Yes, believe it or not, birth control pills have been shown to decrease your risk of ovarian cancer. Continuous ovulation during your lifetime increases the risk of ovarian cancer. Birth control pills work by preventing ovulation, and thus decrease your risk. Even taking the pill for just one year will decrease your risk of ovarian cancer by about 10%. Taking the pill for 5 years or more decreases your risk by 50-70% . The same decreased risk associated with the use of birth control pills also appears to be true for women considered at high risk of developing ovarian cancer because of a strong family history.

Many people have had a fear or a distrust of taking birth control pills. Early studies, performed 20 years ago when the doses of the pill were extremely high, found a slightly increased risk of heart attack for women on the pill. But, for women on the low doses of hormone found in the pill today, the risk of a heart attack is less than 1 in 20,000. For comparison, the high levels of estrogen present during pregnancy increase the risk of heart attack to 1 in 10,000 women.

Unfortunately, the medical community has not communicated these positive facts adequately to the public. A recent study of women faculty, students and employees at Yale University found that 80% of these women did not know that the pill could decrease the risk of ovarian cancer.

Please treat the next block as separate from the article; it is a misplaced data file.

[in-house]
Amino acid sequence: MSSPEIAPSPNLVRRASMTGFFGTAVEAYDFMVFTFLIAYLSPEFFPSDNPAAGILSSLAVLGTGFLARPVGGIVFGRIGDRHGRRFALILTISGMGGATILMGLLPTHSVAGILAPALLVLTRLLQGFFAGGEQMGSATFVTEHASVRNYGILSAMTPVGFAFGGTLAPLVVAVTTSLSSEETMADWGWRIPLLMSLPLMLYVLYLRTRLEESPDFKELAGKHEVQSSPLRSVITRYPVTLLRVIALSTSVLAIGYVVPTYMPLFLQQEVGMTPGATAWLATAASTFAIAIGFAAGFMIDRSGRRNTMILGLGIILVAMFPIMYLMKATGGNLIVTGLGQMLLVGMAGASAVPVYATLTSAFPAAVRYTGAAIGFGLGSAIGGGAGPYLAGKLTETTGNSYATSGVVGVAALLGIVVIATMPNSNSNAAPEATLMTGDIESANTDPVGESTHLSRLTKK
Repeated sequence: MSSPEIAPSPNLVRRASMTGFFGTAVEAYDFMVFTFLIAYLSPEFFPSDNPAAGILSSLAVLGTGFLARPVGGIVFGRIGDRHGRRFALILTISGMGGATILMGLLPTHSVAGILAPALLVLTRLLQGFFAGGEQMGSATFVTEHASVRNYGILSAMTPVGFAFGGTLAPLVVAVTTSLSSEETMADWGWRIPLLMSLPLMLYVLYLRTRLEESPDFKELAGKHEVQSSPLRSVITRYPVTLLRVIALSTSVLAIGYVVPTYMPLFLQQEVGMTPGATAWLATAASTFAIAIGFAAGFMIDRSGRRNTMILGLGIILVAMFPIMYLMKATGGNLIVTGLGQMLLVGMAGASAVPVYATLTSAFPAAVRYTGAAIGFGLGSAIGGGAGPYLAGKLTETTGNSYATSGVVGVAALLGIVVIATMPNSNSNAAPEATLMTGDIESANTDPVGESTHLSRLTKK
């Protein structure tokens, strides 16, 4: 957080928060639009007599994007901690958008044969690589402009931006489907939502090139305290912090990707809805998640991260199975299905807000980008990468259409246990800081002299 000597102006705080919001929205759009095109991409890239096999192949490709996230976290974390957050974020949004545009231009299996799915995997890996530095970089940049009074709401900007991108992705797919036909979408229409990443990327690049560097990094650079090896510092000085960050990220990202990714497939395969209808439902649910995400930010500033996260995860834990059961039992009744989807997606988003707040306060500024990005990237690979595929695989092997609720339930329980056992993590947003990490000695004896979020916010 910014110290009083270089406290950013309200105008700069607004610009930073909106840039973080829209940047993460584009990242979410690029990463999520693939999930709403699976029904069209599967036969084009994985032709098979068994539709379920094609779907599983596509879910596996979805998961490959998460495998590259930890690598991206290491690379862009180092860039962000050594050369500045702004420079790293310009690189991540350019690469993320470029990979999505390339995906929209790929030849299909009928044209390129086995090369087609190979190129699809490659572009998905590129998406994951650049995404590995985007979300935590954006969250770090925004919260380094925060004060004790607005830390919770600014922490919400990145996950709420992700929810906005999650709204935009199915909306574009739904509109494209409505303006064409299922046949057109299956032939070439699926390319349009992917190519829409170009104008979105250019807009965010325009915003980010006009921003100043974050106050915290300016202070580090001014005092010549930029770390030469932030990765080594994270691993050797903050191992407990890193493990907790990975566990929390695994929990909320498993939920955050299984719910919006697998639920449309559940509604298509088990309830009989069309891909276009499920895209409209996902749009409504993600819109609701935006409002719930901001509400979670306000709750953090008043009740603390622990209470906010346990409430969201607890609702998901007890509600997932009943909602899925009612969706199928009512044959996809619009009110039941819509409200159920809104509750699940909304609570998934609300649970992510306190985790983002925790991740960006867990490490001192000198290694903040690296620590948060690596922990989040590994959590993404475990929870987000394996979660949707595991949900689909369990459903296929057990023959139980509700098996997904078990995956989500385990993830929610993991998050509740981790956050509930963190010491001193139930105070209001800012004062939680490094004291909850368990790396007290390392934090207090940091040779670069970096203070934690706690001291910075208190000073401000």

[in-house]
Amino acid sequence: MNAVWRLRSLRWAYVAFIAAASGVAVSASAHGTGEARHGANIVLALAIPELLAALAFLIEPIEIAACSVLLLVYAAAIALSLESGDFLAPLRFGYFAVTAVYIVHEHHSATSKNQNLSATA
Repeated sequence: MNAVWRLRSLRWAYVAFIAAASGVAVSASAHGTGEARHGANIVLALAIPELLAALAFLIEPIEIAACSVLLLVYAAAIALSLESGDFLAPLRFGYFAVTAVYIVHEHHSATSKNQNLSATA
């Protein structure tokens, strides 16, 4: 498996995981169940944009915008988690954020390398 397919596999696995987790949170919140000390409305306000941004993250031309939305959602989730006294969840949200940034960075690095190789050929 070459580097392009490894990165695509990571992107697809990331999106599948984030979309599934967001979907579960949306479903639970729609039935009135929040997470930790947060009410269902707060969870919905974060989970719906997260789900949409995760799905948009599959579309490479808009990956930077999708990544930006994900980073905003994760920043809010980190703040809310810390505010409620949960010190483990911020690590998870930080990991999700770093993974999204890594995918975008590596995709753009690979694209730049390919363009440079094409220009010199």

CAN SOME TYPES OF SURGERY DECREASE YOUR RISK OF OVARIAN CANCER?
Surprisingly, both tubal ligation (getting your tubes "tied") and hysterectomy (without removal of the ovaries) have been shown to decrease the risk of subsequently developing ovarian cancer by almost 50%. Although the reasons for this decrease are not entirely clear, there are a few theories as to why this might be. Blocking off the tubes (tubal ligation) and removing the uterus (hysterectomy) both prevent any substances in the vagina from moving up inside the uterus and out the tubes, where they can land on the ovaries. Although these substances have not been identified, the theory suggests that once these substances are present on the ovary, they may induce the development of cancer. One substance that is a possible candidate for inducing ovarian cancer is talc. Talc has sometimes been found in the ovaries of women with ovarian cancer. Presumably this comes from talcum powder used in hygiene products, which may get into the vagina and then end up on the ovary. While the association between talc and ovarian cancer is still theoretical, if you are using a powder that is labeled as "talcum powder" or "containing talc", it is advisable to switch to another powder.

Another, more recent theory, is that damaging the tissues of a woman's reproductive organs may cause the body to form antibodies which destroy early ovarian cancer cells. Thus, the cells are destroyed before they have a chance to develop obvious ovarian cancer.

We in the medical field are still at the supposition and educated guess stage regarding the possible factors in the development of this worrisome disease.